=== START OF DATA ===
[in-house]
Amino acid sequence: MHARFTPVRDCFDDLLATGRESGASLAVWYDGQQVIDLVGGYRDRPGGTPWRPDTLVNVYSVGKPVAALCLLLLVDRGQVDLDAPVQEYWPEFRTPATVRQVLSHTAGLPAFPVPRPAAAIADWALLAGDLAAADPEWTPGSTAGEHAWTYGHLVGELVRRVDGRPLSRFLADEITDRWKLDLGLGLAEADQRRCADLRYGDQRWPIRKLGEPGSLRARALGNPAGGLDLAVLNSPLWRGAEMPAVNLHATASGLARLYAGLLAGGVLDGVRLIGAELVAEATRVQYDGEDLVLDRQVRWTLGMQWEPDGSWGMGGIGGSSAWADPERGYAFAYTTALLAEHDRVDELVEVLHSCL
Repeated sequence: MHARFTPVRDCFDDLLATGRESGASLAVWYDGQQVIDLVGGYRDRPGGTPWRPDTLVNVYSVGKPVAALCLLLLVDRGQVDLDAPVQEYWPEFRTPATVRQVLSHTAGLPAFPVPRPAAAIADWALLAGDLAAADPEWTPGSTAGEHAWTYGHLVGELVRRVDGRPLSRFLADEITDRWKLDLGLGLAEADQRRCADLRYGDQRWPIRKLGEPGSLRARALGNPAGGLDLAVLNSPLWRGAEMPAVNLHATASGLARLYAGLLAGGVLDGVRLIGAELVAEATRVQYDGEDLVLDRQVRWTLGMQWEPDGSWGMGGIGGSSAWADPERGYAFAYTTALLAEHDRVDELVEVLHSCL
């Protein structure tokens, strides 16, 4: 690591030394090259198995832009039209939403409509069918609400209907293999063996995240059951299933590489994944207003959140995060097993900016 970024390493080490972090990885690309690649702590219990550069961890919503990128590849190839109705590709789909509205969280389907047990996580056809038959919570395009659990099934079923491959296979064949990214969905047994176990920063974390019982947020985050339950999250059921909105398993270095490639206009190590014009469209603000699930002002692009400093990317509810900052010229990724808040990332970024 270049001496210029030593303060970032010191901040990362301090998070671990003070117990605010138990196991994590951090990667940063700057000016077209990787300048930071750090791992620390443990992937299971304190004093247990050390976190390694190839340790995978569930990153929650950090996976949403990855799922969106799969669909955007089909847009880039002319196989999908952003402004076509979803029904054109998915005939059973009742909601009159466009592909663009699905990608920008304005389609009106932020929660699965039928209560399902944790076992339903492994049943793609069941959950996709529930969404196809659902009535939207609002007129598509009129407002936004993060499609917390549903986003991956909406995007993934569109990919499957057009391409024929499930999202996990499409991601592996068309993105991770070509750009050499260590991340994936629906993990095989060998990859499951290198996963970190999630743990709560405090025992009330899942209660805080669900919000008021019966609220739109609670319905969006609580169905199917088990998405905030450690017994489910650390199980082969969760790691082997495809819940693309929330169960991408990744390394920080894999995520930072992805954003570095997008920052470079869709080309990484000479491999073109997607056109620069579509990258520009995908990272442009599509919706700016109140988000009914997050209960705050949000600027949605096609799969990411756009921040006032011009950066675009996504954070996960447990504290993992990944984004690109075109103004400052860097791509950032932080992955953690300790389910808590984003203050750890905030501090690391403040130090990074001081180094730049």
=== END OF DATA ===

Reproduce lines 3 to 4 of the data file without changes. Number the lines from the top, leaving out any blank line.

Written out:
Repeated sequence: MHARFTPVRDCFDDLLATGRESGASLAVWYDGQQVIDLVGGYRDRPGGTPWRPDTLVNVYSVGKPVAALCLLLLVDRGQVDLDAPVQEYWPEFRTPATVRQVLSHTAGLPAFPVPRPAAAIADWALLAGDLAAADPEWTPGSTAGEHAWTYGHLVGELVRRVDGRPLSRFLADEITDRWKLDLGLGLAEADQRRCADLRYGDQRWPIRKLGEPGSLRARALGNPAGGLDLAVLNSPLWRGAEMPAVNLHATASGLARLYAGLLAGGVLDGVRLIGAELVAEATRVQYDGEDLVLDRQVRWTLGMQWEPDGSWGMGGIGGSSAWADPERGYAFAYTTALLAEHDRVDELVEVLHSCL
């Protein structure tokens, strides 16, 4: 690591030394090259198995832009039209939403409509069918609400209907293999063996995240059951299933590489994944207003959140995060097993900016 970024390493080490972090990885690309690649702590219990550069961890919503990128590849190839109705590709789909509205969280389907047990996580056809038959919570395009659990099934079923491959296979064949990214969905047994176990920063974390019982947020985050339950999250059921909105398993270095490639206009190590014009469209603000699930002002692009400093990317509810900052010229990724808040990332970024 270049001496210029030593303060970032010191901040990362301090998070671990003070117990605010138990196991994590951090990667940063700057000016077209990787300048930071750090791992620390443990992937299971304190004093247990050390976190390694190839340790995978569930990153929650950090996976949403990855799922969106799969669909955007089909847009880039002319196989999908952003402004076509979803029904054109998915005939059973009742909601009159466009592909663009699905990608920008304005389609009106932020929660699965039928209560399902944790076992339903492994049943793609069941959950996709529930969404196809659902009535939207609002007129598509009129407002936004993060499609917390549903986003991956909406995007993934569109990919499957057009391409024929499930999202996990499409991601592996068309993105991770070509750009050499260590991340994936629906993990095989060998990859499951290198996963970190999630743990709560405090025992009330899942209660805080669900919000008021019966609220739109609670319905969006609580169905199917088990998405905030450690017994489910650390199980082969969760790691082997495809819940693309929330169960991408990744390394920080894999995520930072992805954003570095997008920052470079869709080309990484000479491999073109997607056109620069579509990258520009995908990272442009599509919706700016109140988000009914997050209960705050949000600027949605096609799969990411756009921040006032011009950066675009996504954070996960447990504290993992990944984004690109075109103004400052860097791509950032932080992955953690300790389910808590984003203050750890905030501090690391403040130090990074001081180094730049």